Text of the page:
Forget the Aloe, Sunburn Pain Secret Unlocked by Scientists

Robyn Nazar RN BSN's picture
Sunburn
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The days of slathering aloe vera on a blistering sunburn may be over. Scientists have identified a new molecule that controls sunburn pain – a discovery that could lead to finding a cure to this common summer discomfort.

In the summer when the skin is exposed to long hours of sunlight the occurrence of a sunburn is common. The powerful ultraviolet (UV) rays penetrate the skin cells, causing damage and cellular death. This then sends signals in your body to increase blood flow and send millions of cells to the area to try and repair the damage which causes redness, warmth and pain.

However, up until now there has been very little that medications can due to ease this type of discomfort. Common therapies such as aloe vera, ibuprofen, aspirin, or Tylenol have proven to be grossly inadequate in calming the burn.

In their study, London researchers recruited volunteers who agreed to have small parts of their skin exposed to UV radiation creating a sunburn. When the pain from the burn peaked (1-2 days after the exposure) biopsies were taken from the affected skin areas.

In examining the burn samples the researchers discovered large amounts of a specific molecule called CXCL5 were present in the tissues. This molecule is a part of a family of chemokines which help bring inflammation to damaged cells and thus are responsible for producing pain. By identifying this molecule researchers now know exactly why sunburns are so painful – and how to treat it.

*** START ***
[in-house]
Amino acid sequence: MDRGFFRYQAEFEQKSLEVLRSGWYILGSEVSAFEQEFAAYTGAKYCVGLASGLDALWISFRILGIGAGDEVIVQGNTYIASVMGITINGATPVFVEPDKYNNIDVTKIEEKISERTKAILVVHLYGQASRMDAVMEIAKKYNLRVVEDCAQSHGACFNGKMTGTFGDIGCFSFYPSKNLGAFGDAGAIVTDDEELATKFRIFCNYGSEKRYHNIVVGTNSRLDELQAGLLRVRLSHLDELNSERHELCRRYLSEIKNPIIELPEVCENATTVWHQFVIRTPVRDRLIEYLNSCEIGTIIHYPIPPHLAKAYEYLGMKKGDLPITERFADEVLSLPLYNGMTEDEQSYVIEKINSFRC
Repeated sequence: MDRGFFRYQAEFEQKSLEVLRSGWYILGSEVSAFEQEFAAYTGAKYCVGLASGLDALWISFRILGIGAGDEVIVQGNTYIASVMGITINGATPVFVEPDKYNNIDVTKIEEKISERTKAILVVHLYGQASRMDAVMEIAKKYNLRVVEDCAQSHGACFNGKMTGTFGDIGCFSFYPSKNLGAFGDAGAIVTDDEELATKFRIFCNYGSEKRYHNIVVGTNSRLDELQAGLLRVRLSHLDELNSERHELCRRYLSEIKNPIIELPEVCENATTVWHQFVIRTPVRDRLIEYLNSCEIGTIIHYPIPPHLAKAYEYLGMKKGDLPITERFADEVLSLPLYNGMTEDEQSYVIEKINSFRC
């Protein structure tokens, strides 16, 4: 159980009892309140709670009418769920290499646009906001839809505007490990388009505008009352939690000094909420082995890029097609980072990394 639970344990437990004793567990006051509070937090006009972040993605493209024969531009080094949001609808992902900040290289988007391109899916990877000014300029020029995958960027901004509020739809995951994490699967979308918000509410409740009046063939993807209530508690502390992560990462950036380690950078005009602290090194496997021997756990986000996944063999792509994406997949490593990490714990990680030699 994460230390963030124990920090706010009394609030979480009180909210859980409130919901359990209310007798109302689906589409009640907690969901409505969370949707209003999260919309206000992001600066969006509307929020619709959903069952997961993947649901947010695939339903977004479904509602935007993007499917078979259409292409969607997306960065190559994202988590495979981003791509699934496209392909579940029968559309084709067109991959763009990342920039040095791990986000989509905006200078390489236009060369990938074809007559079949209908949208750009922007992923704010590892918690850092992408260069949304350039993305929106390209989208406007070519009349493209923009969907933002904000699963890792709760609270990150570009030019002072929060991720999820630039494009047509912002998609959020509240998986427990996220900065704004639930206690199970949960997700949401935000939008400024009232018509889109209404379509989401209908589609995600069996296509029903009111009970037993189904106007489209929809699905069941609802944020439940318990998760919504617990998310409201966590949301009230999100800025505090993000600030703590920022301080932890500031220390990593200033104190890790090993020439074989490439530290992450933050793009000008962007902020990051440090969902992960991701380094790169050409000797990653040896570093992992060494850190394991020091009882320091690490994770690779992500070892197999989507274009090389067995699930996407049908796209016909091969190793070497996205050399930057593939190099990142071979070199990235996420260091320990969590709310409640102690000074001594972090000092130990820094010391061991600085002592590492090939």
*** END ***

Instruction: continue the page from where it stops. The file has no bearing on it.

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The researchers gave large amounts of CXCL5 to rats, and then treated them with antibodies to the molecule which successfully neutralized the pain source.

Although this was achieved in rats, the study authors believe that developing an antibody safe in humans could likely be achieved with ease.

"Giving an antibody is quite an attractive treatment strategy, because even though you have to inject it... the antibody then often hangs around for weeks, and it almost totally blocks the availability of the factors it binds to," explained one of the study's authors Stephen McMahon from the Wolfson Centre for age-related diseases at King's College London.

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The researchers also say that this type of therapy is not just limited to sunburn pain and in fact many types of pain treatment could be created from this discovery. “This study isn't just about sunburn. More broadly we have identified a mediator that may be important in a variety of different pains states -- particularly those associated with inflammation -- and there are lots of those out there, for example in arthritis," McMahon told Reuters in an interview.

Although a treatment for sunburn pain is welcomed, experts warn that this it should used carefully as to not discourage protecting oneself from a burn in the first place. Excessive UV exposure can cause damage to the skin, premature aging, and cancer. Protective clothing such as hats and long sleeves should always be used in addition to sunscreen while being exposed to sunlight.

This study was published in the journal Science Translational Medicine.

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